A small number of countries are actively producing anti-personnel landmines and they are likely to include India, Iran, Myanmar, Pakistan and Russia, The biggest stockpiles are held by Russia, Pakistan, India, China and the United States.

Anti-personnel mines are "devious" weapons

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VATICAN CITY CNS – Anti-personnel mines are "devious" weapons that continue to kill innocent civilians and children long after a conflict has ended, Pope Francis said.

    A graphic, entitled "The Persistent Scourge of Landmines," shows the global number of mine/explosive remnants of war casualties per year. Copyrighted work created by Statista available under Creative Commons attribution only license CC by 4.0 (CNS photo/Statista, CC by 4.0)..
 
 


"I thank all those who offer their help to assist victims and clean up contaminated areas," he said at the end of his weekly general audience in the Paul VI Audience Hall Feb. 28.

"Their work is a concrete response to the universal call to be peacemakers, taking care of our brothers and sisters," he said.

The pope, who was still dealing with a cold, read aloud his remarks about landmines after having aides read his lengthier catechesis and greetings during the audience.

March 1 marks the 25th anniversary of the entry into force of the Ottawa Convention, which prohibits the use, stockpiling, production and transfer of anti-personnel mines and mandates assisting victims, clearing minefields and destroying stockpiles.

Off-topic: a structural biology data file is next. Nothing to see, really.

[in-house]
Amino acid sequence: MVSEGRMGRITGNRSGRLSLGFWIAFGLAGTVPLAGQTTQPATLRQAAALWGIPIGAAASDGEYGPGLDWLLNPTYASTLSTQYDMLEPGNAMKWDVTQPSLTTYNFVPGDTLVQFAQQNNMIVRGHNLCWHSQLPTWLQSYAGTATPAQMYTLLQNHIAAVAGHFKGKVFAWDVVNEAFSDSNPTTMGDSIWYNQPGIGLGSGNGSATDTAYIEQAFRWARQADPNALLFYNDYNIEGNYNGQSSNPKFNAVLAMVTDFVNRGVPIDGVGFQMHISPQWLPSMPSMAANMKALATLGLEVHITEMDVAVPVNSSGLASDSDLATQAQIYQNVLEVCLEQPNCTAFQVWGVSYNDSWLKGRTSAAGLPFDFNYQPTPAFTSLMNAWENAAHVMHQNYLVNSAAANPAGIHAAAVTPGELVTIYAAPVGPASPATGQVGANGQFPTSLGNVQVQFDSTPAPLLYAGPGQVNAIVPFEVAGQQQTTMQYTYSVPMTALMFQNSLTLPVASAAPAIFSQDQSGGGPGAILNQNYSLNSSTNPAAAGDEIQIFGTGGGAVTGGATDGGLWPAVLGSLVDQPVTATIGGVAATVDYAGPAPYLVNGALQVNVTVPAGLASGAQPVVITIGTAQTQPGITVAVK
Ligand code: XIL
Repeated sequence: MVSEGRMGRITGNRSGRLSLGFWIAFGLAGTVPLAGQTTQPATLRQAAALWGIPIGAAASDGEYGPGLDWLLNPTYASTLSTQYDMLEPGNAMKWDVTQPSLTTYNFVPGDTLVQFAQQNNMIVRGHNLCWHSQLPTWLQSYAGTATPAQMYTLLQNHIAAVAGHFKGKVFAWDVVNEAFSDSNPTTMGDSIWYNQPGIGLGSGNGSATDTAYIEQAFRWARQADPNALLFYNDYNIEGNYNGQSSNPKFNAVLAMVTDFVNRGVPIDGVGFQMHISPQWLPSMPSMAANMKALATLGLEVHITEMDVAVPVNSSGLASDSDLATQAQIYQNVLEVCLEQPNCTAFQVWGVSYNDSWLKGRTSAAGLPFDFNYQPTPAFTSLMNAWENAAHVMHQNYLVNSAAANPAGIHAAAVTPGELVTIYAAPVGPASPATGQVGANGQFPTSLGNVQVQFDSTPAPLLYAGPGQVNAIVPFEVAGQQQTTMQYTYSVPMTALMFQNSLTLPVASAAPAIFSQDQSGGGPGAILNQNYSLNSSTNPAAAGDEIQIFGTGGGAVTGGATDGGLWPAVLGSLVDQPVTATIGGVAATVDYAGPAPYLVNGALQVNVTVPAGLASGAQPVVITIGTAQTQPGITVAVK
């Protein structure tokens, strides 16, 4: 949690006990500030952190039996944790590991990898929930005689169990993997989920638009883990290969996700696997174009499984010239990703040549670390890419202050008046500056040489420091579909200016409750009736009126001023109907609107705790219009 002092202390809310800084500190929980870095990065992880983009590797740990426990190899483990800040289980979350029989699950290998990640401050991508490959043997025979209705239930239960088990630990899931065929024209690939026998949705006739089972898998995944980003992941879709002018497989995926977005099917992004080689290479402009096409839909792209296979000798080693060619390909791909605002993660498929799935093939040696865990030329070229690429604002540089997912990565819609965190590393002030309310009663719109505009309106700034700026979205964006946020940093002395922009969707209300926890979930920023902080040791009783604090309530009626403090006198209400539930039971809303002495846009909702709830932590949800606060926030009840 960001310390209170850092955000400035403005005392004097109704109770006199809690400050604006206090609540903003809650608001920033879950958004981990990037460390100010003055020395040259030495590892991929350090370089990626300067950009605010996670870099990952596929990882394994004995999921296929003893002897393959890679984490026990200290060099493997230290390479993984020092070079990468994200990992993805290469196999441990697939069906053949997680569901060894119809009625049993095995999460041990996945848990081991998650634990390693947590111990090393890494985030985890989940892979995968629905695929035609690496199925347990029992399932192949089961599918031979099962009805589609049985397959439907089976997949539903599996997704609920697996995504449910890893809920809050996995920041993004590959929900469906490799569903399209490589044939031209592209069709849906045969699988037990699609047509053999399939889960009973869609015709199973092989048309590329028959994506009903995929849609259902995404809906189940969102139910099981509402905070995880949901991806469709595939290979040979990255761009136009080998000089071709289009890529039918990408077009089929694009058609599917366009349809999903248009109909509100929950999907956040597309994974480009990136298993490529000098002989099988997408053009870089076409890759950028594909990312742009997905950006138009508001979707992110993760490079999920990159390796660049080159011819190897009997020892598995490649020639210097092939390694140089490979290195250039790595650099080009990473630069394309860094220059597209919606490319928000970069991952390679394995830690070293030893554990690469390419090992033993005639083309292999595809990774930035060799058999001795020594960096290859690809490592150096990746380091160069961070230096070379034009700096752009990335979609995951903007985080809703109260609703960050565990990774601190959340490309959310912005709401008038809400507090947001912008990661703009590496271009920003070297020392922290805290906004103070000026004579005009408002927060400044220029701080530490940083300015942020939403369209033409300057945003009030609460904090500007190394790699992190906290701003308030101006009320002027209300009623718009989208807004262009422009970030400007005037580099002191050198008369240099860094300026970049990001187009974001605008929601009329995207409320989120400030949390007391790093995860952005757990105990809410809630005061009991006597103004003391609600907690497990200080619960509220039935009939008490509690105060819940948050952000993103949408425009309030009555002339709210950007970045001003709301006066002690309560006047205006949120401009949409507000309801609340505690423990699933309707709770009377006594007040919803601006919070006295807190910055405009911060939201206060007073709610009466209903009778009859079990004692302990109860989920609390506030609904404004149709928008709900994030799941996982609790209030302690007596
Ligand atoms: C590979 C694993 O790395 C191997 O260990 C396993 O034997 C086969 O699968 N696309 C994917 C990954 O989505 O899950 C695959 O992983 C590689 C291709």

Anti-personnel mines, the pope said, "continue to target innocent civilians, particularly children, even many years after the end of hostilities.

"I express my closeness to the many victims of these devious devices, which remind us of the dramatic cruelty of war and the price civilian populations are forced to pay," he said.

At least 4,710 casualties of mines and explosive remnants of war were recorded in 2022, the International Campaign to Ban Landmines said in its 2023 report. Civilians made up 85% of all recorded casualties in places where the military or civilian status was known, and children accounted for half of all civilian casualties, where ages were recorded.

Anti-personnel landmines were used by Ukraine, Myanmar and Russia during 2022 and the first half of 2023, the report by the global coalition of non-governmental organizations said.

"Russia has used anti-personnel mines extensively in Ukraine since invading the country in February 2022, resulting in an unprecedented situation in which a country that is not party to the Mine Ban Treaty is using the weapon on the territory of a state party," it wrote.

Non-state armed groups used anti-personnel mines in at least five countries in 2022: Colombia, India, Myanmar, Thailand and Tunisia and countries in or bordering the Sahel region of Africa, it added.

At least 60 countries and other areas are contaminated by anti-personnel mines.

Eighty percent of the world's nations have joined the mine ban treaty, and while 33 states remain outside of the treaty, most of them do not use or produce antipersonnel mines, it said.

A small number of countries are actively producing anti-personnel landmines and they are likely to include India, Iran, Myanmar, Pakistan and Russia, The biggest stockpiles are held by Russia, Pakistan, India, China and the United States.

Anti-personnel mines are "devious" weapons

The Church needs quality Catholic journalism now more than ever. Please consider supporting this work by signing up for a SUBSCRIPTION (click HERE) or making a DONATION to The Monitor (click HERE). Thank you for your support.